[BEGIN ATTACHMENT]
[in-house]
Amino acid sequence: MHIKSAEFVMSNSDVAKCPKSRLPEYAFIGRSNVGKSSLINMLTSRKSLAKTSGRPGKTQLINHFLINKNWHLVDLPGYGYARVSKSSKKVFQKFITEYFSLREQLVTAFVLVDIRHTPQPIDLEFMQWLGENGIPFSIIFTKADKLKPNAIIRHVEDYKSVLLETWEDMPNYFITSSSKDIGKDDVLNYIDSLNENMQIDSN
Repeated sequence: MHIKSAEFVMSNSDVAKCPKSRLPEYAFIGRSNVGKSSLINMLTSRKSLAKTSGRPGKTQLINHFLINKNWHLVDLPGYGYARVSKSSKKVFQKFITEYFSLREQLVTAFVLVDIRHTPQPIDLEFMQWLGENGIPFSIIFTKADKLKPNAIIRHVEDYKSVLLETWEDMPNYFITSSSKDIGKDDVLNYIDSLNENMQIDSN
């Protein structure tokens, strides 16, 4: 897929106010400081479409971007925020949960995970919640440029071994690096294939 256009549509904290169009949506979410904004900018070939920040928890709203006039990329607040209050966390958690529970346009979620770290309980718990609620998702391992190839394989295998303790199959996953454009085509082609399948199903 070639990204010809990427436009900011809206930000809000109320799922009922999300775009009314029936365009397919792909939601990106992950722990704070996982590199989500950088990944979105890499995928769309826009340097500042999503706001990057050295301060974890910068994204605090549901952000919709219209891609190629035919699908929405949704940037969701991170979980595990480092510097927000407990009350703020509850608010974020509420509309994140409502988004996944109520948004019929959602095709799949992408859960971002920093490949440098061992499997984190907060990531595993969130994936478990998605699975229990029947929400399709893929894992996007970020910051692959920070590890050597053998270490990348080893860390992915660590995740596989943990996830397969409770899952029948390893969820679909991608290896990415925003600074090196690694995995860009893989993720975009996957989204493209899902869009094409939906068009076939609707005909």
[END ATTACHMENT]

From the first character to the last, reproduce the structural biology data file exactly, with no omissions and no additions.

[in-house]
Amino acid sequence: MHIKSAEFVMSNSDVAKCPKSRLPEYAFIGRSNVGKSSLINMLTSRKSLAKTSGRPGKTQLINHFLINKNWHLVDLPGYGYARVSKSSKKVFQKFITEYFSLREQLVTAFVLVDIRHTPQPIDLEFMQWLGENGIPFSIIFTKADKLKPNAIIRHVEDYKSVLLETWEDMPNYFITSSSKDIGKDDVLNYIDSLNENMQIDSN
Repeated sequence: MHIKSAEFVMSNSDVAKCPKSRLPEYAFIGRSNVGKSSLINMLTSRKSLAKTSGRPGKTQLINHFLINKNWHLVDLPGYGYARVSKSSKKVFQKFITEYFSLREQLVTAFVLVDIRHTPQPIDLEFMQWLGENGIPFSIIFTKADKLKPNAIIRHVEDYKSVLLETWEDMPNYFITSSSKDIGKDDVLNYIDSLNENMQIDSN
């Protein structure tokens, strides 16, 4: 897929106010400081479409971007925020949960995970919640440029071994690096294939 256009549509904290169009949506979410904004900018070939920040928890709203006039990329607040209050966390958690529970346009979620770290309980718990609620998702391992190839394989295998303790199959996953454009085509082609399948199903 070639990204010809990427436009900011809206930000809000109320799922009922999300775009009314029936365009397919792909939601990106992950722990704070996982590199989500950088990944979105890499995928769309826009340097500042999503706001990057050295301060974890910068994204605090549901952000919709219209891609190629035919699908929405949704940037969701991170979980595990480092510097927000407990009350703020509850608010974020509420509309994140409502988004996944109520948004019929959602095709799949992408859960971002920093490949440098061992499997984190907060990531595993969130994936478990998605699975229990029947929400399709893929894992996007970020910051692959920070590890050597053998270490990348080893860390992915660590995740596989943990996830397969409770899952029948390893969820679909991608290896990415925003600074090196690694995995860009893989993720975009996957989204493209899902869009094409939906068009076939609707005909």